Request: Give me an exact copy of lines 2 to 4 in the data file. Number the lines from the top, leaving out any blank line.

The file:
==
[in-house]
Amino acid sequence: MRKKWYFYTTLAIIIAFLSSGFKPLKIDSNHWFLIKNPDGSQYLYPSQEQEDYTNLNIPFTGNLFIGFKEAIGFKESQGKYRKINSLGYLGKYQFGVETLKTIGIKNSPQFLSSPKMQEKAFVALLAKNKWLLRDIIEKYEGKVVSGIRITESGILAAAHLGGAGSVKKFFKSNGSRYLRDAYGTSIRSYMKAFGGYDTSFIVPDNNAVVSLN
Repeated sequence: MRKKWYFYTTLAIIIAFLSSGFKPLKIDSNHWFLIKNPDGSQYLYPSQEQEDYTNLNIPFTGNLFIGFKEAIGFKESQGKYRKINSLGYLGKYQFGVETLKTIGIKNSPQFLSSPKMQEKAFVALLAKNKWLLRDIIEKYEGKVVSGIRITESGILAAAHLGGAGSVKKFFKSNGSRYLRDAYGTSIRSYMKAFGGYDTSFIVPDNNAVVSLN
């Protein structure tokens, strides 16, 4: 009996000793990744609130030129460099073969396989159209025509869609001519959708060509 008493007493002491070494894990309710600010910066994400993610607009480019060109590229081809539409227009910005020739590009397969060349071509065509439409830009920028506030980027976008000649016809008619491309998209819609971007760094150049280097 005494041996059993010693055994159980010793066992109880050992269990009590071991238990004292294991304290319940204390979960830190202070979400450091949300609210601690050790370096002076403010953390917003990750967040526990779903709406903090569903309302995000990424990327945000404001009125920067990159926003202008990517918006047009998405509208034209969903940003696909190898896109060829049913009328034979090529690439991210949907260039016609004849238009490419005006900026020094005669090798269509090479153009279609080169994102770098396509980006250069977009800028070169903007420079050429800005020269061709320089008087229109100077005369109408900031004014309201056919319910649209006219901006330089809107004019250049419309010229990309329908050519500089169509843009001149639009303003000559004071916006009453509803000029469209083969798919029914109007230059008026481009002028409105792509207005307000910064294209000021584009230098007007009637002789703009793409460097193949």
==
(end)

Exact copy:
Amino acid sequence: MRKKWYFYTTLAIIIAFLSSGFKPLKIDSNHWFLIKNPDGSQYLYPSQEQEDYTNLNIPFTGNLFIGFKEAIGFKESQGKYRKINSLGYLGKYQFGVETLKTIGIKNSPQFLSSPKMQEKAFVALLAKNKWLLRDIIEKYEGKVVSGIRITESGILAAAHLGGAGSVKKFFKSNGSRYLRDAYGTSIRSYMKAFGGYDTSFIVPDNNAVVSLN
Repeated sequence: MRKKWYFYTTLAIIIAFLSSGFKPLKIDSNHWFLIKNPDGSQYLYPSQEQEDYTNLNIPFTGNLFIGFKEAIGFKESQGKYRKINSLGYLGKYQFGVETLKTIGIKNSPQFLSSPKMQEKAFVALLAKNKWLLRDIIEKYEGKVVSGIRITESGILAAAHLGGAGSVKKFFKSNGSRYLRDAYGTSIRSYMKAFGGYDTSFIVPDNNAVVSLN
């Protein structure tokens, strides 16, 4: 009996000793990744609130030129460099073969396989159209025509869609001519959708060509 008493007493002491070494894990309710600010910066994400993610607009480019060109590229081809539409227009910005020739590009397969060349071509065509439409830009920028506030980027976008000649016809008619491309998209819609971007760094150049280097 005494041996059993010693055994159980010793066992109880050992269990009590071991238990004292294991304290319940204390979960830190202070979400450091949300609210601690050790370096002076403010953390917003990750967040526990779903709406903090569903309302995000990424990327945000404001009125920067990159926003202008990517918006047009998405509208034209969903940003696909190898896109060829049913009328034979090529690439991210949907260039016609004849238009490419005006900026020094005669090798269509090479153009279609080169994102770098396509980006250069977009800028070169903007420079050429800005020269061709320089008087229109100077005369109408900031004014309201056919319910649209006219901006330089809107004019250049419309010229990309329908050519500089169509843009001149639009303003000559004071916006009453509803000029469209083969798919029914109007230059008026481009002028409105792509207005307000910064294209000021584009230098007007009637002789703009793409460097193949």